The truth behind the rhetoric
Trifecta goes to Trump University claims
It’s been a particularly Donald Trump-filled week at The Fact Checker, with the real estate mogul on track to win enough delegates for the Republican presidential nomination after dominating Super Tuesday.
We looked into the ongoing saga over Trump University, a now-defunct program that promised to help attendees get insider knowledge about the real estate business from instructors “hand-picked” by Trump. A conservative, politically active non-profit launched a series of ads that earned the coveted Geppetto Checkmark, for accurately depicting complaints of three Trump University “students” who fell for the program’s bait-and-switch operation, designed to lure people into paying increasing sums of money.
Trump boasts that Trump University had an A rating from the Better Business Bureau, but it actually rated a D-minus, its second lowest grade. Trump insisted that 98 percent of attendees “approved [of] the courses. They thought they were terrific.” But this is not a credible figure and worthy of Three Pinocchios, since it is based on surveys taken after the initial presentation. Attendees filled out the non-anonymous survey before they could see any results.
Trump’s claims over Trump University earned him the “Fact-checkers Trifecta,” reserved for when the three major fact-checking organizations (FactCheck.org, PolitiFact, The Washington Post Fact Checker) debunk the same claim. FactCheck.org found his claims “false and misleading” and PolitiFact rated his claim about BBB’s supposed “A” grade as False.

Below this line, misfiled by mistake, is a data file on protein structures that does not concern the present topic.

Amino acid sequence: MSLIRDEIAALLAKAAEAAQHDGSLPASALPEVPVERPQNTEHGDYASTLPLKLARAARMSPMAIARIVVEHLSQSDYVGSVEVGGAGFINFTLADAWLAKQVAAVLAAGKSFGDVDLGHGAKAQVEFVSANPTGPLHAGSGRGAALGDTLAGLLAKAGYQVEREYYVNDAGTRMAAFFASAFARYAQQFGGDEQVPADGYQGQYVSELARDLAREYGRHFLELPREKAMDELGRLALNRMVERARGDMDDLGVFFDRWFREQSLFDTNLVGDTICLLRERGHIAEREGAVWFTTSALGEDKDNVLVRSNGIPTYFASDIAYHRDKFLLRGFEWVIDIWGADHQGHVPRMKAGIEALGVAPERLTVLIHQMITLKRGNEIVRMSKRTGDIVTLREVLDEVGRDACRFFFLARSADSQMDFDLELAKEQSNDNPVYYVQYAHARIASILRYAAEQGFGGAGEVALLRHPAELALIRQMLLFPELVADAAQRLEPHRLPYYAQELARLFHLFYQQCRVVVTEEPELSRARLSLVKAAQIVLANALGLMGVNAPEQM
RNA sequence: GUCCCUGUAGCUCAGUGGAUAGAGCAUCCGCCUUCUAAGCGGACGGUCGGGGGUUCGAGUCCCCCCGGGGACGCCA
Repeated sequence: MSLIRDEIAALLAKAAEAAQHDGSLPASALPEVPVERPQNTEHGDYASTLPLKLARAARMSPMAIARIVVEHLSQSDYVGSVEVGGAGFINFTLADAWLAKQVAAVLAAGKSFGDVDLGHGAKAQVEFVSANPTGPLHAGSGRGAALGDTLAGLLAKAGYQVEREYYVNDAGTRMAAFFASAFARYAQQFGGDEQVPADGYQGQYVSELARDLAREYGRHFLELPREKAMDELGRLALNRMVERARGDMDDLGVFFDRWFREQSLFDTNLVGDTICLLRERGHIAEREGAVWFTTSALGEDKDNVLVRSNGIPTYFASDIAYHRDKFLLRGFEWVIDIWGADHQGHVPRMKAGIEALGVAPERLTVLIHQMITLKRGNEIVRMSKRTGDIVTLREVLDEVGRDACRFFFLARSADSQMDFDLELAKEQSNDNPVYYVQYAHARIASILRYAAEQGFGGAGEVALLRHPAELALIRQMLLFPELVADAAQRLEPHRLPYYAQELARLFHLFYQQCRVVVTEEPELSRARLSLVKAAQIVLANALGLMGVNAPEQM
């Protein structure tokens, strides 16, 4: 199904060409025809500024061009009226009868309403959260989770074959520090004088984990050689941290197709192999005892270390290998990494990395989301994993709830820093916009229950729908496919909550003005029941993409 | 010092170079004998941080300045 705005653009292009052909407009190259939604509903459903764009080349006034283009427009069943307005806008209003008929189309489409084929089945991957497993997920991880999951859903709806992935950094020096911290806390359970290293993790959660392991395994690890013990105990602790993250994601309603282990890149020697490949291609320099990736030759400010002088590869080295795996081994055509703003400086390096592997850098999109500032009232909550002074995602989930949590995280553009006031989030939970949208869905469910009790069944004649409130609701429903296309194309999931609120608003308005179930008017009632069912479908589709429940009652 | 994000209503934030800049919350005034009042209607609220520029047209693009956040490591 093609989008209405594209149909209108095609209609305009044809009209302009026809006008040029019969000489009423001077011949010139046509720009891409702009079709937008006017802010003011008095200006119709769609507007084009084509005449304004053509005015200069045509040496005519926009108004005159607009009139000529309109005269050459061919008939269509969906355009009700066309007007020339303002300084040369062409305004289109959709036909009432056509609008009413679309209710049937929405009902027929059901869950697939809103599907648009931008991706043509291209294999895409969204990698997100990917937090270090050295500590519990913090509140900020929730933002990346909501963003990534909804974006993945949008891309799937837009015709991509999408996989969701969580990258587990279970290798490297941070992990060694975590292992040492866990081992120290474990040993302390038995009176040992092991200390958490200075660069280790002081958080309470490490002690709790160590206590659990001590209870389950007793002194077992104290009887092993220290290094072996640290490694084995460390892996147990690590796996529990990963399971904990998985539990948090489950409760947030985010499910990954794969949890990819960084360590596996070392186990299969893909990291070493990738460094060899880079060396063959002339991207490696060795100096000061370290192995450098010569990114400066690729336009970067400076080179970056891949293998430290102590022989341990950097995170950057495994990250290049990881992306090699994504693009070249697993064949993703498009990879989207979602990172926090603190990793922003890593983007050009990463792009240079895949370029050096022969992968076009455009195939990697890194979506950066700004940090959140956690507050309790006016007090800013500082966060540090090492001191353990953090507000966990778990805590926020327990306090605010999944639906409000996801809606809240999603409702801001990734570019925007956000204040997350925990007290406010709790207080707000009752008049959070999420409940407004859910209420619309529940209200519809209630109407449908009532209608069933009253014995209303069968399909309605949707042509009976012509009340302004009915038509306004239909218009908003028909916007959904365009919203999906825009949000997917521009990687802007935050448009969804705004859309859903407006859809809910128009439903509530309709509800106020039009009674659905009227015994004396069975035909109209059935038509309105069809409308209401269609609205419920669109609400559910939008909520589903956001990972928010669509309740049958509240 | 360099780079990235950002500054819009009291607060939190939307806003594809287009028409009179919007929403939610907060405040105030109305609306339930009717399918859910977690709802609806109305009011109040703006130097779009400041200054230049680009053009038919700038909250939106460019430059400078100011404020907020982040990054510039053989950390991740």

Trump’s ‘small loan’ from his father wasn’t that small
When Marco Rubio isn’t attacking Trump’s various physical attributes or spelling errors, he likes to take a jab at Trump’s inheritance that helped him get ahead. Trump often responds to this attack by saying he received a “very, very small loan” from his father (also a wealthy real estate developer) that he turned into billions, and “it wasn’t easy for me.”
The Fact Checker took a deep dive into publicly available records of Trump’s inheritance. We pay never know the exact figure, but Trump’s claim that he built a real-estate fortune out of a “small” $1 million loan is simply not credible. Trump benefited from many loans, guarantees and connections through his father. His father even bailed him out when Trump’s casinos ran into trouble. Trump received Four (More) Pinocchios.